By Richard Branch, Chief Economist
BEDFORD, MA – January 30, 2020 – The advance reading for U.S. Gross Domestic Product in the fourth quarter came in at a close-to-expected annualized 2.1%. While likely to be revised in the coming months, it painted a picture of an economy that continues to hover near its potential rate.
A closer look at the details, however, suggests that there are reasons to expect slower growth in 2020. On the plus side, the fourth quarter pace of government spending picked up driven equally by state and local governments and federal defense spending. Trade also provided a sizeable positive contribution to the headline number as exports jumped and imports tumbled.
Total fixed investment was neutral in the fourth quarter. As expected, residential investment picked up in line with rising sales and construction of single family housing in the fourth quarter. However, nonresidential investment in both equipment and structures declined for the third consecutive quarter most likely due to uncertainty over trade policy. Inventories were also a net drag on headline GDP.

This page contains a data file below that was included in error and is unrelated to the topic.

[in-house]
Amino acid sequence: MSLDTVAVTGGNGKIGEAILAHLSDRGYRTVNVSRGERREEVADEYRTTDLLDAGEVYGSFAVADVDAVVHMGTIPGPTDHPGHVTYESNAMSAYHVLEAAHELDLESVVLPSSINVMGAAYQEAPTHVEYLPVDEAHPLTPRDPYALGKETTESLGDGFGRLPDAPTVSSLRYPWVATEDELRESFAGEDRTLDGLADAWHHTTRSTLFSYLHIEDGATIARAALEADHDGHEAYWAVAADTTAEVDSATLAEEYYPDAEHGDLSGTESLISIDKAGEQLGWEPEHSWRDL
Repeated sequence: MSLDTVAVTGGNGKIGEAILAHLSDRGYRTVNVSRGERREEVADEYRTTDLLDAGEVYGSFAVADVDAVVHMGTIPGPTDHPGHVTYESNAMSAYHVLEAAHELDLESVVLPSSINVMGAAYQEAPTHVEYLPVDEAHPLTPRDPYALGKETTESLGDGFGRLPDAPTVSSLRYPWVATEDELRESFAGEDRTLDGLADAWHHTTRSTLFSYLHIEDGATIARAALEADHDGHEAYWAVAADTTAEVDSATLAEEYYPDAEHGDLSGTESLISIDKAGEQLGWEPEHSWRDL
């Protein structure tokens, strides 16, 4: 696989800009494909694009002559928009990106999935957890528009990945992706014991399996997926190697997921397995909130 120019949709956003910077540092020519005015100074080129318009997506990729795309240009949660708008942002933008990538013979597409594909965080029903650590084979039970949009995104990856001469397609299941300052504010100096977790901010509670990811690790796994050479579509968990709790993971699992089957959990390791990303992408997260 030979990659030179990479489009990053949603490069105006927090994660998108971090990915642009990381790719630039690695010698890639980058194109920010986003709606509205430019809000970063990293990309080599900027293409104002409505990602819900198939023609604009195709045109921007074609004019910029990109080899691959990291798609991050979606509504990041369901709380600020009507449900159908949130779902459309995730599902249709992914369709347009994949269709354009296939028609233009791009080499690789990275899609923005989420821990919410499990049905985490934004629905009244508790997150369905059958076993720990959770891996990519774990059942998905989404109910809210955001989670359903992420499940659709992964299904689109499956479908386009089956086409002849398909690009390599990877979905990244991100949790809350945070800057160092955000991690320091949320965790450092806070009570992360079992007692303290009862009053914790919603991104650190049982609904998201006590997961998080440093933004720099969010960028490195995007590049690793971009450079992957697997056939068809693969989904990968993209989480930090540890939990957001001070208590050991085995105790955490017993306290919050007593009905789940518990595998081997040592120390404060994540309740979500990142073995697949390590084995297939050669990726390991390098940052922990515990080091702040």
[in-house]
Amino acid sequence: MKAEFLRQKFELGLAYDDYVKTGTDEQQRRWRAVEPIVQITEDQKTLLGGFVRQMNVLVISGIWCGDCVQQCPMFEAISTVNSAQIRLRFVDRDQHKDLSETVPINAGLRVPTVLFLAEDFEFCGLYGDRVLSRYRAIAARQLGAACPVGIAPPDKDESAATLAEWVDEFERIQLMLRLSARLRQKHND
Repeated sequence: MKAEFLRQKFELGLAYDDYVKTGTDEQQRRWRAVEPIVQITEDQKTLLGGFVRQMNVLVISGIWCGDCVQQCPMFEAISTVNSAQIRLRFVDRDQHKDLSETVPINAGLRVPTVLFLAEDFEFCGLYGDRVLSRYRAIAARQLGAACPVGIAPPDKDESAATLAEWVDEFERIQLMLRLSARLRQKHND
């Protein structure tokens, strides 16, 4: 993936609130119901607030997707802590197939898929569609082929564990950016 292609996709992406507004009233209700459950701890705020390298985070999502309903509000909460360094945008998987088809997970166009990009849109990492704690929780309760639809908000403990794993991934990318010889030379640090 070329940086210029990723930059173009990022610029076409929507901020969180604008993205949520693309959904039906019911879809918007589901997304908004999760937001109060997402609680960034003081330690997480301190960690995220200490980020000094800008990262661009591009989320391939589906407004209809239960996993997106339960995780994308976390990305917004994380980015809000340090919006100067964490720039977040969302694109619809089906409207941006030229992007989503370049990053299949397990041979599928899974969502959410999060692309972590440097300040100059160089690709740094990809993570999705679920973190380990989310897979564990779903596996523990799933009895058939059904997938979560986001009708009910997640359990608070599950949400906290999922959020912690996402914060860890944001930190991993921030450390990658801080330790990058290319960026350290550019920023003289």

The consumer, who has been the stalwart of economic growth through most of 2019, took a concerning breather, however, as spending growth cooled from an annualized 4.6% in the second quarter and 3.1% in the third quarter to just 1.8% in the final three months of the year.
For the full year, the U.S. economy grew at a 2.3% pace, down from the 2.9% rate in 2018, but about on par with growth in 2017.
Looking ahead, labor constraints are likely to slow employment growth in 2020 making it harder for consumers to sustain their level of contribution to the economic growth. Business investment is also likely to remain sluggish as uncertainty over trade policy continues despite the Phase I trade deal signed between the U.S. and China in early-January. Residential construction will also struggle to gain a foothold as margins to build entry level homes for the ballooning millennial generation remain tight. All told, economic growth will slow but remain positive in 2020, allowing the longest expansion in U.S. history to continue.
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